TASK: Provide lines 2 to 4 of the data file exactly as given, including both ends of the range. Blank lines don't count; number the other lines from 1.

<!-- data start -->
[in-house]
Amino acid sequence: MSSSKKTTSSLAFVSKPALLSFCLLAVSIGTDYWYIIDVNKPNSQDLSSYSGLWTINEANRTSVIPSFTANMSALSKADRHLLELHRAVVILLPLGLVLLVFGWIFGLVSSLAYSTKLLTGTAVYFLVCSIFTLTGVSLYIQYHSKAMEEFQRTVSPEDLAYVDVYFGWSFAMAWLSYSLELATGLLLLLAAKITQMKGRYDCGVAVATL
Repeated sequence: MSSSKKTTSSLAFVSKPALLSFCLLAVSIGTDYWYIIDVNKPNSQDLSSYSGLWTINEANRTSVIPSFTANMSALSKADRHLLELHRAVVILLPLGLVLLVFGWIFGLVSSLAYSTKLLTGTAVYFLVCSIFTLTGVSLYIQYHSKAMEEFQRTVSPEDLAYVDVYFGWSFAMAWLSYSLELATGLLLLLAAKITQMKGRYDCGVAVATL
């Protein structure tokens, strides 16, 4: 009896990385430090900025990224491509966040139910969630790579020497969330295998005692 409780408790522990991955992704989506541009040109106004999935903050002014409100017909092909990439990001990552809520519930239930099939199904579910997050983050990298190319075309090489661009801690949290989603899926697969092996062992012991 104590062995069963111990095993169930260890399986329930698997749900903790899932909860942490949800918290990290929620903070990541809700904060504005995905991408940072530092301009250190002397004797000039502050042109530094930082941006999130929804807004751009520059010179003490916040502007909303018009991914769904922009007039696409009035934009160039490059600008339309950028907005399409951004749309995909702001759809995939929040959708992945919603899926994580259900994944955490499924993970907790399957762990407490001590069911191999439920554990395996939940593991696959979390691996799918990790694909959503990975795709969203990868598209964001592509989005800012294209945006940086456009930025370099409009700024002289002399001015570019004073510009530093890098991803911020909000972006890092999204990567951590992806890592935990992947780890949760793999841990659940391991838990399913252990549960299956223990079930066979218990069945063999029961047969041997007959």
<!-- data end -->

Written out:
Amino acid sequence: MSSSKKTTSSLAFVSKPALLSFCLLAVSIGTDYWYIIDVNKPNSQDLSSYSGLWTINEANRTSVIPSFTANMSALSKADRHLLELHRAVVILLPLGLVLLVFGWIFGLVSSLAYSTKLLTGTAVYFLVCSIFTLTGVSLYIQYHSKAMEEFQRTVSPEDLAYVDVYFGWSFAMAWLSYSLELATGLLLLLAAKITQMKGRYDCGVAVATL
Repeated sequence: MSSSKKTTSSLAFVSKPALLSFCLLAVSIGTDYWYIIDVNKPNSQDLSSYSGLWTINEANRTSVIPSFTANMSALSKADRHLLELHRAVVILLPLGLVLLVFGWIFGLVSSLAYSTKLLTGTAVYFLVCSIFTLTGVSLYIQYHSKAMEEFQRTVSPEDLAYVDVYFGWSFAMAWLSYSLELATGLLLLLAAKITQMKGRYDCGVAVATL
């Protein structure tokens, strides 16, 4: 009896990385430090900025990224491509966040139910969630790579020497969330295998005692 409780408790522990991955992704989506541009040109106004999935903050002014409100017909092909990439990001990552809520519930239930099939199904579910997050983050990298190319075309090489661009801690949290989603899926697969092996062992012991 104590062995069963111990095993169930260890399986329930698997749900903790899932909860942490949800918290990290929620903070990541809700904060504005995905991408940072530092301009250190002397004797000039502050042109530094930082941006999130929804807004751009520059010179003490916040502007909303018009991914769904922009007039696409009035934009160039490059600008339309950028907005399409951004749309995909702001759809995939929040959708992945919603899926994580259900994944955490499924993970907790399957762990407490001590069911191999439920554990395996939940593991696959979390691996799918990790694909959503990975795709969203990868598209964001592509989005800012294209945006940086456009930025370099409009700024002289002399001015570019004073510009530093890098991803911020909000972006890092999204990567951590992806890592935990992947780890949760793999841990659940391991838990399913252990549960299956223990079930066979218990069945063999029961047969041997007959």